Mora '74, Who Led Battle Against Coercive Interrogation Tactics, Speaks on Terror
For Immediate Release: September 19, 2006
Contact: Marsha Mullan
Mora '74, Who Led Battle Against Coercive Interrogation Tactics at Guantanamo Bay, Presents McCabe Lecture
Alberto Mora, former General Counsel of the Department of the Navy, presented the annual Thomas B. McCabe Lecture at Swarthmore College on "Law, Foreign Policy, and the War on Terror" on Oct. 6.
Listen here: Quicktime | Windows Media
Mora was recently recognized for the moral and political courage he demonstrated in waging a behind-the-scenes battle with Pentagon leaders over U.S. military policy regarding the treatment of detainees held by the U.S. at Guantanamo Bay as part of the war on terror. He warned Pentagon officials two years before the Abu Ghraib prison scandal that circumventing international agreements on torture and detainees' treatment would invite abuse of the sort that was eventually exposed at Abu Ghraib.
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Mora resigned from his position as the chief legal officer of the Navy and Marine Corps in January 2006 and now serves as vice president and general counsel for the International Department of Wal-Mart Stores, Inc., where he is responsible for the company's legal affairs in Puerto Rico and its overseas retail markets.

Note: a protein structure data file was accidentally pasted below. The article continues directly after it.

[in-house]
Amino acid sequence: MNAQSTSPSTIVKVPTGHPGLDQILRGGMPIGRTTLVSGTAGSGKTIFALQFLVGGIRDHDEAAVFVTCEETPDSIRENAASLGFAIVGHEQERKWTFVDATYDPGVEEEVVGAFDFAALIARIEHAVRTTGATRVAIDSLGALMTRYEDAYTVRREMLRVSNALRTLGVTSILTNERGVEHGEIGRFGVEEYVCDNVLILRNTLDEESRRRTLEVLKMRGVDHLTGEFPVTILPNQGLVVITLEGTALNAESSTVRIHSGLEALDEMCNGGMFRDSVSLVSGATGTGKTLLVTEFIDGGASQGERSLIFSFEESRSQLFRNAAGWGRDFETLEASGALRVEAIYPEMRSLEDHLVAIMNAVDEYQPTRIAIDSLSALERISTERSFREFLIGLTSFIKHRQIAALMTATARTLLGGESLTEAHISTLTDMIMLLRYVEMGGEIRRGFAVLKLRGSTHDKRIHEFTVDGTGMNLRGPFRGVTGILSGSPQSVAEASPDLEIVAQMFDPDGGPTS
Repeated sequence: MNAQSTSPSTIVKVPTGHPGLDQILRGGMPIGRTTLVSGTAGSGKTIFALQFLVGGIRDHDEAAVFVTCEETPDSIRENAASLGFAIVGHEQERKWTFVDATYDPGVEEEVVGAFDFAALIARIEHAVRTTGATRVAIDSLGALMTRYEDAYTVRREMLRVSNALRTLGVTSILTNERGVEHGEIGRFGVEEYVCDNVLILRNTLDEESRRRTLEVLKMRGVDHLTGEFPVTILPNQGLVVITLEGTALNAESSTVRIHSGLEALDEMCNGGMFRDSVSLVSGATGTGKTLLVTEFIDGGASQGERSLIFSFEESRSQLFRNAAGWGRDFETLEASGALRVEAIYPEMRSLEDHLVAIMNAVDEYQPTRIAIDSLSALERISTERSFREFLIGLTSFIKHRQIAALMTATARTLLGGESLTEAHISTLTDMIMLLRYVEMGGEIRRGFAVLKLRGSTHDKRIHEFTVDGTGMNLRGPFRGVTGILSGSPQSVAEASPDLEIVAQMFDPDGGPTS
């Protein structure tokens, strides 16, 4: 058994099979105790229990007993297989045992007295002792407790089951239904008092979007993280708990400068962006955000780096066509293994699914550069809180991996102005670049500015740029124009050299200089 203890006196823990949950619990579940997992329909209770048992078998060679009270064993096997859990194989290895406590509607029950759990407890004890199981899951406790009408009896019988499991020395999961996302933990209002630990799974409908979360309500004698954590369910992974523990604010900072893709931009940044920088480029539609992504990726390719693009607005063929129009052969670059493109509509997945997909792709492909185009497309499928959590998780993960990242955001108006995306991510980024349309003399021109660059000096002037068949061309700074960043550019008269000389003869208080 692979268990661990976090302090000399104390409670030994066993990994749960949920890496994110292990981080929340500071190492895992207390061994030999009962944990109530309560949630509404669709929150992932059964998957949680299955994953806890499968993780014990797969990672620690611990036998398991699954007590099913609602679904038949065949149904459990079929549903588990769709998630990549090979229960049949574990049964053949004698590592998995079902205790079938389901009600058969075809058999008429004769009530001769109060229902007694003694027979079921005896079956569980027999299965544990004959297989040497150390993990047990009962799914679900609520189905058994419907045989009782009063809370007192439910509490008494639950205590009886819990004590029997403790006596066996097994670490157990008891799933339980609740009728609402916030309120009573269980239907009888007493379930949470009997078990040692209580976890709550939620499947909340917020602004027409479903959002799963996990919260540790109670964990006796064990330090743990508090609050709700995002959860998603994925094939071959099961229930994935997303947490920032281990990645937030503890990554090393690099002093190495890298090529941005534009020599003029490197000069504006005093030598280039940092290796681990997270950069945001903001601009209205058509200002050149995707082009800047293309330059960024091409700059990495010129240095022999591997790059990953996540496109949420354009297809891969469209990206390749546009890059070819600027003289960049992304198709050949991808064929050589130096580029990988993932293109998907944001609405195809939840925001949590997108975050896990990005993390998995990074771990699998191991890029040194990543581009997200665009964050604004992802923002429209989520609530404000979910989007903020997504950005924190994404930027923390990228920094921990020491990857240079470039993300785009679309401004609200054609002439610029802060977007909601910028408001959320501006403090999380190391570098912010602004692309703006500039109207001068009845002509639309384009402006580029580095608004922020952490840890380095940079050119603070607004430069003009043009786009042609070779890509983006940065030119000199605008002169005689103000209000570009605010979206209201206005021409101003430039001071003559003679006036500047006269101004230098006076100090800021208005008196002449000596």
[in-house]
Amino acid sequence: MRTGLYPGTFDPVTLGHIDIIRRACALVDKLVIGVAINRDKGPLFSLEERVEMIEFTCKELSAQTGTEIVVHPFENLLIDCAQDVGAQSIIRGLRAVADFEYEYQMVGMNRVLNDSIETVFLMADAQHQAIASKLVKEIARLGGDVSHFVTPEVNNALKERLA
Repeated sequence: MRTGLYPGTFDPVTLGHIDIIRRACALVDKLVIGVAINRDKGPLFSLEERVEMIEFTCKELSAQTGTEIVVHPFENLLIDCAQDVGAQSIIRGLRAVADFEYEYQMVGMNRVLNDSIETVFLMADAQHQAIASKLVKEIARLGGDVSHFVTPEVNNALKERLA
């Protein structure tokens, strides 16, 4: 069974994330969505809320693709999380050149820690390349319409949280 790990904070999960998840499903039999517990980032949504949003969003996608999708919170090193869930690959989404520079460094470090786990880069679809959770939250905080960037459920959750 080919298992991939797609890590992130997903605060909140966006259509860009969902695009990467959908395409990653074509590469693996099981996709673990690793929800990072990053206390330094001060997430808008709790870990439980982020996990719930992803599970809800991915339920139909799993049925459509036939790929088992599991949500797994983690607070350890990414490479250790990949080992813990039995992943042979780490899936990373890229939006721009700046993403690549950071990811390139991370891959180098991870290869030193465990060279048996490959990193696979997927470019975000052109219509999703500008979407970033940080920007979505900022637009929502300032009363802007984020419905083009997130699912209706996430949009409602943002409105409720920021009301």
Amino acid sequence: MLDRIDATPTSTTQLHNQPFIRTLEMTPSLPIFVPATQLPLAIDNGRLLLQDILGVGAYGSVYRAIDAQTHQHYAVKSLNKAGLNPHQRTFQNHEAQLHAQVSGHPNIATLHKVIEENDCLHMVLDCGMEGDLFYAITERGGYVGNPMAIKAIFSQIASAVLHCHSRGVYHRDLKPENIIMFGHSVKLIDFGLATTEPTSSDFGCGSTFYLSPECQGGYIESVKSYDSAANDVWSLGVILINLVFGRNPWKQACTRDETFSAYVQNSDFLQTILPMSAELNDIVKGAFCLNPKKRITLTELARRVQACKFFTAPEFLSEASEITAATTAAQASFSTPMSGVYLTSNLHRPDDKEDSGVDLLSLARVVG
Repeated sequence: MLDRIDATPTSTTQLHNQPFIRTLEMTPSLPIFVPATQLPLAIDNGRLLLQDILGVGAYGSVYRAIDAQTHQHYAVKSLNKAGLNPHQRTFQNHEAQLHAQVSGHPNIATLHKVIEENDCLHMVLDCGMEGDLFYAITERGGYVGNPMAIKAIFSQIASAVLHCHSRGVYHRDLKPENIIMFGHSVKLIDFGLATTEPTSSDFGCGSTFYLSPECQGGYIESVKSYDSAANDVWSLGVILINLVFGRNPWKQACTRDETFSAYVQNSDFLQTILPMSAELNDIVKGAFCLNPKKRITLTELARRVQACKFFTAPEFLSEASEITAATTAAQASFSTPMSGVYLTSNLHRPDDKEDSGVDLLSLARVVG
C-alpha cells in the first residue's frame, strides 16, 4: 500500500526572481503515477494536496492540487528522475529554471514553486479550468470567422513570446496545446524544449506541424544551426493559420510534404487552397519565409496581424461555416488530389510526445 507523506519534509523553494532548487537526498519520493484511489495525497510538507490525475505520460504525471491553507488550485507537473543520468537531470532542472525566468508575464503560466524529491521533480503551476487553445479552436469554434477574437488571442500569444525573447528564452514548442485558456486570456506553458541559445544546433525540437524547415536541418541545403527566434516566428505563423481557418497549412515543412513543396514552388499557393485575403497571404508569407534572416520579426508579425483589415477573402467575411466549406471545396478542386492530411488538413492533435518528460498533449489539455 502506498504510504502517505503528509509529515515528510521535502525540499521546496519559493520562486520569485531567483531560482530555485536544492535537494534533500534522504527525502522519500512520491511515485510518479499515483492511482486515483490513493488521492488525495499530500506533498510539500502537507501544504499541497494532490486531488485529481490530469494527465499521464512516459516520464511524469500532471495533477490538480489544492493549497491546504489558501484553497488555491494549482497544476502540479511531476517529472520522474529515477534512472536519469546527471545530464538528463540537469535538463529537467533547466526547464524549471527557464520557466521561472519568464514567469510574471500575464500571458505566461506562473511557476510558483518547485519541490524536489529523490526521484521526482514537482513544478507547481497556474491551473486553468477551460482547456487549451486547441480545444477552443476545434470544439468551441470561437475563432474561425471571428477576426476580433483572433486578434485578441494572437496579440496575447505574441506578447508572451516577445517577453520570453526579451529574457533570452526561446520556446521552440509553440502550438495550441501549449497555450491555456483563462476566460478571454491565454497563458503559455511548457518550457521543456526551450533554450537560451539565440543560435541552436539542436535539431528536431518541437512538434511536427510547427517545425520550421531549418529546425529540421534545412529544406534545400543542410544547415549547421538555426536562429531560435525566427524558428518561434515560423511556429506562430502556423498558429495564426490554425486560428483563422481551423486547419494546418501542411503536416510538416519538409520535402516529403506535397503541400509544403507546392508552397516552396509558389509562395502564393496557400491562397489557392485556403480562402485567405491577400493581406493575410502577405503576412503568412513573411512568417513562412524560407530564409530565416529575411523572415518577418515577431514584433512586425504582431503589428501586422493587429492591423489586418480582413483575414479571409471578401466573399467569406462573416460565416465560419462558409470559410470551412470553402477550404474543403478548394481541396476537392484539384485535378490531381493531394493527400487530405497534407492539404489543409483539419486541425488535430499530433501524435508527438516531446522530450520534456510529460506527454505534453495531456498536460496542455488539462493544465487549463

Mora graduated from Swarthmore College with honors in 1974. He worked for the U.S. State Department as a foreign service officer at the American embassy in Lisbon before attending University of Miami School of Law, where he received his J.D. in 1981. He served in the administration of President George H.W. Bush as general counsel to the United States Information Agency and was later appointed three times by President Bill Clinton to the Broadcasting Board of Governors, which oversees the Voice of America and other U.S. information services. In 2001, President George W. Bush appointed Mora as the General Counsel of the U.S. Navy, the most senior civilian lawyer for the Navy.
The McCabe Memorial Fund honors Swarthmore benefactor Thomas B. McCabe, Class of 1915, and funds the lectureship to bring individuals with distinguished careers to campus.